I confess: I don’t make them. The end of one year and the beginning of the new are just two days for me (although, in the end- and at short notice, we managed to have a safari meal with a few local friends: the last few months have been too squeezed); although it is a sobering thought that next year will be our silver wedding- we are not old enough for that.
I did read this (prepare for some lazy reblogging) a few days ago; these seem to be good resolutions. When in Durham cathedral last week, a climb up the spire meant that I did not have time to browse the bookshop and add more unread books to my shelves- otherwise I would have chosen Stephen Cherry’s latest: hence the convoluted explanation for the Durham pic.
The reblog is from here:- http://stephencherry.wordpress.com/2012/12/30/nine-new-years-resolutions-for-busy-people/
Nine New Year’s Resolutions for Busy People
- Commit to making a two-column to-do list at least once a week, if not every day.
The two columns are headed ‘must’ and ‘may’ respectively. They require you to distinguish between essential tasks and desirable ones. Many people who are too busy never make that distinction.
- Disappoint someone regularly. Sometimes yourself.
People who are too busy are often attempting the impossible. Guess what! You don’t have to do the impossible. To achieve the extremely difficult is more than enough.
- Get your holidays booked into your diary by the end of January.
This might be difficult and involve a permissions process but where there’s a will there’s a way. Get it sorted. Knowing when your breaks are coming, having ‘Predictable Time Off’ – PTO – makes a real difference. People study this stuff and have proved it.
- Trim the length of regular appointments.
If you normally see people for 90 mins make it 75. If it is usually 60 mins in 2013 make it 50. It sounds mean but, be honest, if you knew you had less time you would use it better.
- Use the timer on your phone a lot more.
Be disciplined in how much time you give to both essential and desirable tasks. When the time runs out, stop. If the work is not finished, book another session into your diary to complete it. Sometimes be extra generous in your time allocation, especially if it is tasks that needs extended concentration – or if you just enjoy it.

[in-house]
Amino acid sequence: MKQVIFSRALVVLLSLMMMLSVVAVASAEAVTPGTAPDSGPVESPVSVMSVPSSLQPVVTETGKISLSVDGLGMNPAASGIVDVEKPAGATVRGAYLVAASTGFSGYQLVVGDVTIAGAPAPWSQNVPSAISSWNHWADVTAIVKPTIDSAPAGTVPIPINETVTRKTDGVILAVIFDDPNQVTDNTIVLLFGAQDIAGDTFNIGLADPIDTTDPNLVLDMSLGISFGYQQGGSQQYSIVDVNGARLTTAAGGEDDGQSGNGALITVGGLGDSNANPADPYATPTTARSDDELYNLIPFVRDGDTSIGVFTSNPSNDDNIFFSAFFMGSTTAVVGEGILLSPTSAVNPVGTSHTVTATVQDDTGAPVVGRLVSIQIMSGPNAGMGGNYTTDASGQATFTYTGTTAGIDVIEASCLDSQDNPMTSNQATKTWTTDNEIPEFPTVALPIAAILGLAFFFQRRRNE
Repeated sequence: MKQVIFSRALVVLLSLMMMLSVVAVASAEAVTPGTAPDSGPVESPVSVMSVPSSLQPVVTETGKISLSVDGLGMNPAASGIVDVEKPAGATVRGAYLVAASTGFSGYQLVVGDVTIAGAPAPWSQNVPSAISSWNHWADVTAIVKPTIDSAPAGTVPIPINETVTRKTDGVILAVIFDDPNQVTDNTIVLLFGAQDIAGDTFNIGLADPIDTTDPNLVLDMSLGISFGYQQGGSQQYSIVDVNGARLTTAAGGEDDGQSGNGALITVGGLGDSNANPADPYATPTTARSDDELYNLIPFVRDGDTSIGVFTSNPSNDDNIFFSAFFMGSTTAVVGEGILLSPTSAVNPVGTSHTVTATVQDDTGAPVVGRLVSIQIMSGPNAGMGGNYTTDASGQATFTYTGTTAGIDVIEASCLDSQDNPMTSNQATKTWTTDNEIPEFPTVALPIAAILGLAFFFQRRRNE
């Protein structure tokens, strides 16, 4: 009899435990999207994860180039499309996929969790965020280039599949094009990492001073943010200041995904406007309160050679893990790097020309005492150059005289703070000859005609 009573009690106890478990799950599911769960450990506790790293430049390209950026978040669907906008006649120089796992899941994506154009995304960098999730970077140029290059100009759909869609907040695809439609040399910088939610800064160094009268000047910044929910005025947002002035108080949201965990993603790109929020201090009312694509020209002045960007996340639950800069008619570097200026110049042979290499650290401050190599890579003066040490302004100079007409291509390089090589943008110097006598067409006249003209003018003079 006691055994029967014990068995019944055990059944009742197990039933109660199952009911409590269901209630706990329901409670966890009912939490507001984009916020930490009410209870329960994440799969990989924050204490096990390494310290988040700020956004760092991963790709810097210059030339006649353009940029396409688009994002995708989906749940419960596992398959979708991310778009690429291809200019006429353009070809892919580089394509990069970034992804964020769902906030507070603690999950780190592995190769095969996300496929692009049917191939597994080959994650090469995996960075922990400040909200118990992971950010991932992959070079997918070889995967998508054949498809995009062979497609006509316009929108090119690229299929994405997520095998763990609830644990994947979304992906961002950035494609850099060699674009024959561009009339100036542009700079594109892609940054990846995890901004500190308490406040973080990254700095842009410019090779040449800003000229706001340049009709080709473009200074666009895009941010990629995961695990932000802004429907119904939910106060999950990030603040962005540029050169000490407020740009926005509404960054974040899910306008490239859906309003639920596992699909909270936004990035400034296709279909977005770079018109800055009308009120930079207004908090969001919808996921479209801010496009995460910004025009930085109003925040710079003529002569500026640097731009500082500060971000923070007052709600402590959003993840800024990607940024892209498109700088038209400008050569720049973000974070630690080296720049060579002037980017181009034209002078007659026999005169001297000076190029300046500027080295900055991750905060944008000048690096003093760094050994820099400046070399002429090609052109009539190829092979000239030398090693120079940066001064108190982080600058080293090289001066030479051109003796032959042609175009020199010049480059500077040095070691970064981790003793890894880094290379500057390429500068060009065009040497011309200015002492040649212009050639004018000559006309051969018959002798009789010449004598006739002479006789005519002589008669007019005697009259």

- Have a clear-out of the meetings you attend.
If you don’t know what the meeting is achieving, or don’t feel it is very efficient, then tell the chair. If they don’t care – resign. If you are the chair – get it sorted.
- Make a vow never to censor yourself when a really simple question bubbles up in your mind.
Those questions – the ones that feel stupid – are often the key that needs to be inserted into the lock of some problem that no one has yet properly spotted. Asking it of yourself, or of others, could free up hours and hours of time by creating a new way forward. The little question ‘must we?’ has revolutionary potential, as do ‘why?’ or ‘why now?’, as kids know. (Sometimes, of course your question might actually be stupid, but who cares. It might give everyone a laugh and that is always energizing.
- Invest yourself deeply in something that can only be done slowly.
One of the best ways to de-bug your busyness is to step aside from the time management mania into something slow. Playing or listening to music is good (don’t speed it up) so too is cooking or gardening, as are most things that come under the heading ‘spirituality’. (Use that timer to ensure you give these things long enough.)
- Limit the amount of time you spend on social media.
They can easily become anti-social media and remove you from contact with the people around you. Like everything modern, they can easily drag you out of the present moment or even become addictive.